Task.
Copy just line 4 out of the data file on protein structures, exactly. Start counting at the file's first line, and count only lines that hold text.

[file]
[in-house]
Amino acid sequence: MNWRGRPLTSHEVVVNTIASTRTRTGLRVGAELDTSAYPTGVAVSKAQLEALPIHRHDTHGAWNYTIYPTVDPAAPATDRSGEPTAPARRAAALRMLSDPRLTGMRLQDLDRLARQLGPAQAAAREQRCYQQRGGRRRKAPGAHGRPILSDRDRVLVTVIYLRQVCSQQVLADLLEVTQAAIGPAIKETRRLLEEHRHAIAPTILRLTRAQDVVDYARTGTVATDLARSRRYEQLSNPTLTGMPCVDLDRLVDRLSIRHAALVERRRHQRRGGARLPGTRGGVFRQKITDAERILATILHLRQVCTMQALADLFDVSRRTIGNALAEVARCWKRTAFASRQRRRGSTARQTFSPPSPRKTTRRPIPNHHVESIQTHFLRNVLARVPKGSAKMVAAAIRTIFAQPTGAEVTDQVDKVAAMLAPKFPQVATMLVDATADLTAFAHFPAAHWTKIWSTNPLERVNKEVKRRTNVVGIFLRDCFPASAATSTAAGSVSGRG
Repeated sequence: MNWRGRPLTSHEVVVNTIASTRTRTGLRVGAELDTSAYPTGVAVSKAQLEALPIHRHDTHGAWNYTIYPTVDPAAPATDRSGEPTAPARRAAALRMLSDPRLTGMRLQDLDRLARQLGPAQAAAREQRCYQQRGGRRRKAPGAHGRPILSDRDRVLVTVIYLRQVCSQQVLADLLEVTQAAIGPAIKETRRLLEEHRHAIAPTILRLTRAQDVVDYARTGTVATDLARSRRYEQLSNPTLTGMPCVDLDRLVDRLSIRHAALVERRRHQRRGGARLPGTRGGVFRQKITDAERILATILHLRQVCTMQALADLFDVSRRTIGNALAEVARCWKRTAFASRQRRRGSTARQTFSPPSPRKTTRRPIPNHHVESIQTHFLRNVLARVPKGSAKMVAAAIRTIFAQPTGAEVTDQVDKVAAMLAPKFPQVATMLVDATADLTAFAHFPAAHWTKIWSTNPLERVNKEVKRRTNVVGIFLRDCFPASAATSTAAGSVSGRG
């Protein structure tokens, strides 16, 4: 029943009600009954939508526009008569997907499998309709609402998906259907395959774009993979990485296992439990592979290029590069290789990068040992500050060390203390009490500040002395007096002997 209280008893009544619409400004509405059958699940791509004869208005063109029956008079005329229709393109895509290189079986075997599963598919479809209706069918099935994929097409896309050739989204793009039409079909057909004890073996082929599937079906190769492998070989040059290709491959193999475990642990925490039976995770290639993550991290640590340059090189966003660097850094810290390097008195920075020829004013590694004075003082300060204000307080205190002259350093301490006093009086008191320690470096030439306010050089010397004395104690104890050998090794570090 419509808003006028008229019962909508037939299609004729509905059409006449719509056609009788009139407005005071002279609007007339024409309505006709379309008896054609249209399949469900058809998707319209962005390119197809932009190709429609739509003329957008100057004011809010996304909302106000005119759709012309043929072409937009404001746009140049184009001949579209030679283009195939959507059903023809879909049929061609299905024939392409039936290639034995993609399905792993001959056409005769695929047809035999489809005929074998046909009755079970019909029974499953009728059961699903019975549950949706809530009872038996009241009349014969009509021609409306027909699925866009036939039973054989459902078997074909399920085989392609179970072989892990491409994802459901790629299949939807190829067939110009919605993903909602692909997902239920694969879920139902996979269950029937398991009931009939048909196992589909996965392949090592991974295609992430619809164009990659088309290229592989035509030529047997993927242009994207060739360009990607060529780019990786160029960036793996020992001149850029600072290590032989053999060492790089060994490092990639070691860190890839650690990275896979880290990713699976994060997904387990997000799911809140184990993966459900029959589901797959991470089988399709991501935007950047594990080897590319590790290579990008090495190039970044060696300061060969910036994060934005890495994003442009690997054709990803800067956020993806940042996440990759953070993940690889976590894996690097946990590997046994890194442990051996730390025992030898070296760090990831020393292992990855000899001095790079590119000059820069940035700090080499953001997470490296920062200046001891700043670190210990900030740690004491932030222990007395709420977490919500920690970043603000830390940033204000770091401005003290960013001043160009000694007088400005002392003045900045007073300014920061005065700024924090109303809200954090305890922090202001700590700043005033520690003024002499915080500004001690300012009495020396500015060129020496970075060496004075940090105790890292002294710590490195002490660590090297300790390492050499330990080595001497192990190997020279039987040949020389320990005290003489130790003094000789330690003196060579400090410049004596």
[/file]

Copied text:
């Protein structure tokens, strides 16, 4: 029943009600009954939508526009008569997907499998309709609402998906259907395959774009993979990485296992439990592979290029590069290789990068040992500050060390203390009490500040002395007096002997 209280008893009544619409400004509405059958699940791509004869208005063109029956008079005329229709393109895509290189079986075997599963598919479809209706069918099935994929097409896309050739989204793009039409079909057909004890073996082929599937079906190769492998070989040059290709491959193999475990642990925490039976995770290639993550991290640590340059090189966003660097850094810290390097008195920075020829004013590694004075003082300060204000307080205190002259350093301490006093009086008191320690470096030439306010050089010397004395104690104890050998090794570090 419509808003006028008229019962909508037939299609004729509905059409006449719509056609009788009139407005005071002279609007007339024409309505006709379309008896054609249209399949469900058809998707319209962005390119197809932009190709429609739509003329957008100057004011809010996304909302106000005119759709012309043929072409937009404001746009140049184009001949579209030679283009195939959507059903023809879909049929061609299905024939392409039936290639034995993609399905792993001959056409005769695929047809035999489809005929074998046909009755079970019909029974499953009728059961699903019975549950949706809530009872038996009241009349014969009509021609409306027909699925866009036939039973054989459902078997074909399920085989392609179970072989892990491409994802459901790629299949939807190829067939110009919605993903909602692909997902239920694969879920139902996979269950029937398991009931009939048909196992589909996965392949090592991974295609992430619809164009990659088309290229592989035509030529047997993927242009994207060739360009990607060529780019990786160029960036793996020992001149850029600072290590032989053999060492790089060994490092990639070691860190890839650690990275896979880290990713699976994060997904387990997000799911809140184990993966459900029959589901797959991470089988399709991501935007950047594990080897590319590790290579990008090495190039970044060696300061060969910036994060934005890495994003442009690997054709990803800067956020993806940042996440990759953070993940690889976590894996690097946990590997046994890194442990051996730390025992030898070296760090990831020393292992990855000899001095790079590119000059820069940035700090080499953001997470490296920062200046001891700043670190210990900030740690004491932030222990007395709420977490919500920690970043603000830390940033204000770091401005003290960013001043160009000694007088400005002392003045900045007073300014920061005065700024924090109303809200954090305890922090202001700590700043005033520690003024002499915080500004001690300012009495020396500015060129020496970075060496004075940090105790890292002294710590490195002490660590090297300790390492050499330990080595001497192990190997020279039987040949020389320990005290003489130790003094000789330690003196060579400090410049004596």